"I import them," Jack replied, enigmatically, "I plan to set up shop here in London."
"It was a delightful chocolate," Kerry-Anne purred, wondering if he would deign to offer another, "If I give you my telephone number, will you tell me when you open your shop? I would like to sample…more."
She raised her eyes to meet his dark gaze suggestively. He smiled again, and patted her hand.
"Of course," he replied, simply.
"It's a private number," she said, lowering her voice conspiratorially, "listen carefully…"
Playing along, Jack leaned in closer, and allowed her to whisper the telephone number into his ear. Her breath was warm on his cheek and he smiled to himself, as she turned away.
"Did you get that?" she smiled, glancing at him sideways in a way that she probably thought of as being coquettish, if she even understood the word.
He smiled back, repeated the number to her in a whisper. Kerry-Anne turned towards the window, and pouted suddenly. Her stop was rapidly approaching, and she had just begun to really enjoy herself.
Any minute now, she thought to herself, he'll offer me another chocolate.
However, she was disappointed, as she reached up to press the bell and the bus slowly came to a halt.
"My stop," she said, somewhat unnecessarily, "Call me…?"
Jack simply smiled in reply.
Kerry-Anne stepped off the bus, feeling a flush working its way up her cheeks. She wondered if she should have cut the neckline of her dress a little lower… watching as the bus pulled away, she thought she saw Jack raise his hand in a wave to her. She waved back, a little hesitantly. She did not notice the man leaning against the lamppost behind her raise his hand slightly, acknowledging the gesture. He rolled up his newspaper and dropped it into the nearest bin.
Kerry-Anne glanced around herself, feeling a little flustered, before she set off on a steady walk to her rendezvous with Mike. Somehow, she was a little less enamoured about the whole meeting. She certainly had no regard for the small, pale man who wove his way through the crows, following a discreet distance behind her. Tottering slightly in the high heels she was not used to wearing, Kerry-Anne walked on regardless.
It was just starting to get dark outside. The sun set slowly, sinking lazily behind the large warehouses clustered along the banks of the river Thames. Golden strobes of light reflected from broken windows and the choppy surface of the water, stirred up by a brisk evening breeze that heralded the decline of summer into autumn. It was late September, and the chill in the air made George Cowley's gammy leg ache slightly. The river had gone from a murky green to gold and blood-red in the dying light, and Cowley stood there, allowing the breeze to ruffle his hair. Anyone observing may have been forgiven for thinking that Cowley was miles away, lost in a world of his own thoughts. Those who knew the chief of CI5 knew better; every sense was alert and the hand that gripped the railing before him did so with a strength and surety of a man secure in his own position of responsibility. He did not need to turn at the screech of tyres behind him, which announced the arrival of a certain Ford Capri. The doors opened and then slammed shut again, before two sets of footsteps approached him slowly and stood at a respectful distance behind him.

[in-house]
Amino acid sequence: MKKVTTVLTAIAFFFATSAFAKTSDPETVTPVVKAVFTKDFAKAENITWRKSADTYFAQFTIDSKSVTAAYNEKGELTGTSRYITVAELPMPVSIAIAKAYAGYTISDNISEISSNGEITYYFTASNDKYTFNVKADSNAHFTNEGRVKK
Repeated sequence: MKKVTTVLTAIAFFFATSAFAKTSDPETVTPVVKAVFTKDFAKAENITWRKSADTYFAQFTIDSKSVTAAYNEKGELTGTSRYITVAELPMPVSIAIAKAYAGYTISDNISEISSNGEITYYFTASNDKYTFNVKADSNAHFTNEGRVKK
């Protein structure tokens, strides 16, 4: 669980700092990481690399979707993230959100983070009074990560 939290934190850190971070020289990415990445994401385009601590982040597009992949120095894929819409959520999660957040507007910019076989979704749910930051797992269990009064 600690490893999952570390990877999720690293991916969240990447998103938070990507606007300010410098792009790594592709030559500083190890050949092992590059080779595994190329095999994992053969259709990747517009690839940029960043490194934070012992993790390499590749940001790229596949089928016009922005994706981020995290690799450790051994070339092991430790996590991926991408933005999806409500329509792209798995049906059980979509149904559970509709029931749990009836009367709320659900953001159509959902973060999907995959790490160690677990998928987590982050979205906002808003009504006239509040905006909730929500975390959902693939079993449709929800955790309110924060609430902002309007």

"What took you so long?" he said, gruffly.
"Well, there was this bird, see…"
"Save it, Bodie," Cowley snapped back, turning to face the two.
He saw what he expected to. Bodie, the ex-soldier, stood with a slight grin on his handsome features that so many girls found so irresistible. He wore black suit trousers, dinner jacket, shirt and tie with incongruous black trainers. His blue eyes sparkled dangerously in the fading light, able to hint at mirth and malice at almost the same time. Doyle, the other half of the terrible two, stood slightly behind his partner. His unruly hair was a plaything of the breeze but his green-eyed gaze was deadly serious. His boyish good looks brought him as much luck with the ladies as Bodie's dark charms. He was wearing faded jeans, while trainers, and a white tee-shirt beneath his unbuttoned chequered shirt, over which was a denim jacket. Cowley's gaze flicked between the two for barely a millisecond before he spoke.